Estate planning for non-traditional or same-sex couples
When American Airlines flight attendant Jeff Collman died at the World Trade Center on September 11, 2001; the last thing on his partner's mind was that Collman didn't have a will. But as his partner has since discovered, even though Collman had few assets, the lack of a will has complicated such seemingly simple matters as deciding which of Collman's family members and friends would receive heirlooms and personal items with sentimental value.
"I had no idea how critically important it is to have a will," Bradkowski says. "I know people don't want to talk about what happens when they die, but not doing that can put the people you leave behind in a difficult and awkward place."
Estate tax laws may vary from state to state but in some states the laws for non traditional and same sex families are very unfavorable, and the stakes are high. While For traditional married couples, the surviving partner receives an unlimited marital deduction; Same sex couples estate tax rates can range from to 37-55% for total taxable estates over $675,000.
Non-traditional and same sex partners may face other complications. For instance, the children may have only one of the partners as a legal parent. Many gay or lesbian life partners may wish to choose different ultimate beneficiaries.
Without proper estate planning, you will not be able to provide for your loved ones. Laws that protect and pertain to married couples don't apply to you, so you have to replace them with specific language in wills, trusts, etc. Without proper protection, your surviving partner could be left out on the streets even though you both lived together in the same house for 25 years, made joint house and utility payments, etc.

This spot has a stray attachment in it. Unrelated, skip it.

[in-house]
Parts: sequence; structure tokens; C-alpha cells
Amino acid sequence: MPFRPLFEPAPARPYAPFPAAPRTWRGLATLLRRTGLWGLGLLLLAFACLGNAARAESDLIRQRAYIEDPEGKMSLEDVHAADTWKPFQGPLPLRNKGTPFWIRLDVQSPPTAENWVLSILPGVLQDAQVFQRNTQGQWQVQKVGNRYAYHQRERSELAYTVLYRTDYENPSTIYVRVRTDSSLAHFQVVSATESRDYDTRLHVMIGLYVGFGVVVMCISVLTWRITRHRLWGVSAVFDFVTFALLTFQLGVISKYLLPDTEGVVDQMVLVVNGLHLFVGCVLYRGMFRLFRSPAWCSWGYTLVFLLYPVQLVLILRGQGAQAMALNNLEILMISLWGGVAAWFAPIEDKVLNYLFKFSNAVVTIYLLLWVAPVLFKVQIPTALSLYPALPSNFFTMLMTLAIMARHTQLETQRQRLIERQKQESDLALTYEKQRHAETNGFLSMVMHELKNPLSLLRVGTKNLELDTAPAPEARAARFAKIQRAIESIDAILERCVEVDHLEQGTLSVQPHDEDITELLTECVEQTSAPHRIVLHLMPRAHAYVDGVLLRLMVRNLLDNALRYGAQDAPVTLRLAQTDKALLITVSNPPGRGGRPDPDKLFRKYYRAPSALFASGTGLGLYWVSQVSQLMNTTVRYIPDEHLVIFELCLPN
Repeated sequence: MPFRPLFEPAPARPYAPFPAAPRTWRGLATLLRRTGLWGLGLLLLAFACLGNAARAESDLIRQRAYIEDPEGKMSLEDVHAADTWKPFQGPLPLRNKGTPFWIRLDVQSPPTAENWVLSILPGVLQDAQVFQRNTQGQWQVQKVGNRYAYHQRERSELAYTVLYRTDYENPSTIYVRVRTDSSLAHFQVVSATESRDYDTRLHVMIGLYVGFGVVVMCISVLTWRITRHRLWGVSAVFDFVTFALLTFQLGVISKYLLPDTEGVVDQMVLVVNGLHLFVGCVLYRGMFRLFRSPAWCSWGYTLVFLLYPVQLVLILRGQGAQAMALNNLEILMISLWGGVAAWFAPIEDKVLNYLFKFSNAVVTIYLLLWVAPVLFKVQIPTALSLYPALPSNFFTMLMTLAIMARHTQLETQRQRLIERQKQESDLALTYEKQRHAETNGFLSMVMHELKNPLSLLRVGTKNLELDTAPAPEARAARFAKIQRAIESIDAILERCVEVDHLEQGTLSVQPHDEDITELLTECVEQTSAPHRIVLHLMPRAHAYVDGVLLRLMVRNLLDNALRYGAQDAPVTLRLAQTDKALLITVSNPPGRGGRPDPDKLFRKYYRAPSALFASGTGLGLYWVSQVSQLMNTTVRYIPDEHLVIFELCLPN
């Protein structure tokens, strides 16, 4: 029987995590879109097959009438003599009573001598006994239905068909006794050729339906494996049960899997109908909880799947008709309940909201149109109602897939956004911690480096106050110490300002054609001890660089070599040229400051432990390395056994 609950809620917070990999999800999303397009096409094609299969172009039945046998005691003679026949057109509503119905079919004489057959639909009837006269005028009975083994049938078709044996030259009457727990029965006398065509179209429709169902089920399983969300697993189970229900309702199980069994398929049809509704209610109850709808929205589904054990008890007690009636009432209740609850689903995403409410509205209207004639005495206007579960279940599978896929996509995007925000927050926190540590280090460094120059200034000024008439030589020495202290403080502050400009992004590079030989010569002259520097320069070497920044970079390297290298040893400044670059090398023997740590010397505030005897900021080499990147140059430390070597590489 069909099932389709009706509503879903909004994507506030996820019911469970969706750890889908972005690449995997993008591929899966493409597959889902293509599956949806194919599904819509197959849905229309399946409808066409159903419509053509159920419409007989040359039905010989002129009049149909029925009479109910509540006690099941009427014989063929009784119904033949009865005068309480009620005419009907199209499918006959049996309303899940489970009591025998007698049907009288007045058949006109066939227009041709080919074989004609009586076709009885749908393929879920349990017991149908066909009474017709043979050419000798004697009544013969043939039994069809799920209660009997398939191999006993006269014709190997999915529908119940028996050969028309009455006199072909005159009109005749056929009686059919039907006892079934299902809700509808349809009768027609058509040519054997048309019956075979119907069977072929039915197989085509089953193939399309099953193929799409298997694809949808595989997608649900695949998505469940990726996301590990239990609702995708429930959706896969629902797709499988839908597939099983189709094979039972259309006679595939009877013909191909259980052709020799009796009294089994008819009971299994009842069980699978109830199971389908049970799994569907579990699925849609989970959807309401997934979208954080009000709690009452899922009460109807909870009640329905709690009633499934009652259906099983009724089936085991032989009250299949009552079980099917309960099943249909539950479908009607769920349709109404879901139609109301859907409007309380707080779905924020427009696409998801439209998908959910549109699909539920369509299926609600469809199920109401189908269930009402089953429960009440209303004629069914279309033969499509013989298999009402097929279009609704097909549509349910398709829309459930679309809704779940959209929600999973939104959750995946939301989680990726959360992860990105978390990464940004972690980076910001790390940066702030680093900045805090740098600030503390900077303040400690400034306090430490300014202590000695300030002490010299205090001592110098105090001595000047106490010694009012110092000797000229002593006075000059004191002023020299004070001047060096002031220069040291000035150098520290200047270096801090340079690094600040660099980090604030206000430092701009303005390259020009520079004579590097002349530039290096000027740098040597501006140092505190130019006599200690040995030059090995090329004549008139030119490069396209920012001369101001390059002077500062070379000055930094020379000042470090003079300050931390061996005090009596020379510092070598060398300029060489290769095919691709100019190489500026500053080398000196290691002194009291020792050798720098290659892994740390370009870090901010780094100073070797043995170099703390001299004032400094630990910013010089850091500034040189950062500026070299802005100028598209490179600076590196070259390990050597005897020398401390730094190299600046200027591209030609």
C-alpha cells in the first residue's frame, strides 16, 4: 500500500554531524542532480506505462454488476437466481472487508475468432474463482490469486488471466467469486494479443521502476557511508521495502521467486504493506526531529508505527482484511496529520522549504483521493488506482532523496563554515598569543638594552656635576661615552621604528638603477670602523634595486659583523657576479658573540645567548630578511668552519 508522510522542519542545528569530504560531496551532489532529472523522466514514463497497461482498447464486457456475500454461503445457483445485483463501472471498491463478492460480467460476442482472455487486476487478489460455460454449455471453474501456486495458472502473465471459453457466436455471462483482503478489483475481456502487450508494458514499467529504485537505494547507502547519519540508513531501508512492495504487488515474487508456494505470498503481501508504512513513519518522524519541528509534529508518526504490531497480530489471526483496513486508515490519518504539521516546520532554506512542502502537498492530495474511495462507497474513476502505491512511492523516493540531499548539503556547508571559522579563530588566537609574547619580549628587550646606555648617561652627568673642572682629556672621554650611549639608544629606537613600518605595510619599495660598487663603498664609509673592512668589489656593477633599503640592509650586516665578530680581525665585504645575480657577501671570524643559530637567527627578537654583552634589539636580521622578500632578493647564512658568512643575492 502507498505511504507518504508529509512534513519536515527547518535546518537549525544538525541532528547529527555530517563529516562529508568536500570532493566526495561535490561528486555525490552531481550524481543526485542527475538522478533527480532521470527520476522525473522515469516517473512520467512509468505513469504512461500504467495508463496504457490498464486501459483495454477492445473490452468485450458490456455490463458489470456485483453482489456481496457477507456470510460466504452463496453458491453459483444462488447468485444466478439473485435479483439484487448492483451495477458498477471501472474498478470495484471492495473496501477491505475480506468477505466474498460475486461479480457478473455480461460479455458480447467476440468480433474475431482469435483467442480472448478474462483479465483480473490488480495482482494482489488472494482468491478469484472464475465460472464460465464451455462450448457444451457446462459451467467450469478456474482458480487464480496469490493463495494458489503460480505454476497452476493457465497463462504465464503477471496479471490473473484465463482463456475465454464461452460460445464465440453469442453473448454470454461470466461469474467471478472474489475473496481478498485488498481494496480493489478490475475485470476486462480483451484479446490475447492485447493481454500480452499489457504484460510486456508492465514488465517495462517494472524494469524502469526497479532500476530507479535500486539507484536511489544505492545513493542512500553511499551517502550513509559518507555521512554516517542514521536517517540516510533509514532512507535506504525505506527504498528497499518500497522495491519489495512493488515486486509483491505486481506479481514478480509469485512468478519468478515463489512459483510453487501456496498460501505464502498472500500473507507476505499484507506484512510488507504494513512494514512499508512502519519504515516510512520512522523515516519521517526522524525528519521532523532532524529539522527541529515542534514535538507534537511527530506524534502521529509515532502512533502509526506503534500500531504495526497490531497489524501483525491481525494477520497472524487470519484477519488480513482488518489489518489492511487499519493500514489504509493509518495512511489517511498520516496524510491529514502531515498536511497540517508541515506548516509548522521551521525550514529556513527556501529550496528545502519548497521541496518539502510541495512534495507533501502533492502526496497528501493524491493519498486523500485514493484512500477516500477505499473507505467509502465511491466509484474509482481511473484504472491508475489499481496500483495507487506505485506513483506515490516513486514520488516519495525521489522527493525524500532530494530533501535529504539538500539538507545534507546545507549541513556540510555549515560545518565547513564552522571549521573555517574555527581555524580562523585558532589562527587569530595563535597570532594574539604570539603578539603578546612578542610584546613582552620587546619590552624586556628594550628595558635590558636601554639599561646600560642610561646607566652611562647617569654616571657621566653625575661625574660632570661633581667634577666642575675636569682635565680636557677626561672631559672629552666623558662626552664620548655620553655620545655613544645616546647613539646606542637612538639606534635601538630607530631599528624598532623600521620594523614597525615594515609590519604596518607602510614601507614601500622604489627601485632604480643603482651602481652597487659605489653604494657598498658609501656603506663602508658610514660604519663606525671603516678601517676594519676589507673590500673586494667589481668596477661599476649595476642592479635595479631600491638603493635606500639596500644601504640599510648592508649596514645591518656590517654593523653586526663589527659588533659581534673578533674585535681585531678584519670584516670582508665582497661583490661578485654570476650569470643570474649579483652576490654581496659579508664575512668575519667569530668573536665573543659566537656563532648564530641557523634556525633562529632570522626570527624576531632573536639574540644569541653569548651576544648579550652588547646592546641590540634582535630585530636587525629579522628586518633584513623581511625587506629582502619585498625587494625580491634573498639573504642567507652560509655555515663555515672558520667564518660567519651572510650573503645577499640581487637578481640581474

Don't take anything for granted. It is possible that your partner will be left out of making financial and medical decisions if you become seriously ill or incapacitated without taking steps to protect your relationship. Consult a financial planner, tax attorney or estate attorney who deals with same-sex or non-traditional couples. They can help you and your partner protect your assets and wishes. Know your rights and know the law.
Family Limited Partnership
A Family Limited Partnership (FLP) is a popular estate-planning tool for non-traditional and same sex couples. The Family Limited Partnership is an enormously successful device to transfer wealth while escaping estate tax on the post-transfer appreciation of the property, and while also allowing the donor to retain control over the property. (there is no requirement that Family Limited Partnership partners be family members.) In 1990 Congress sought to discourage its use to transfer wealth between family members by making it more difficult to take discounts when property is given to family members. However, these rules don't apply to same sex families. Family Limited Partnerships work for non-traditional and same sex families by taking advantage of valuation freezes and discounting techniques in ways that traditional families can't.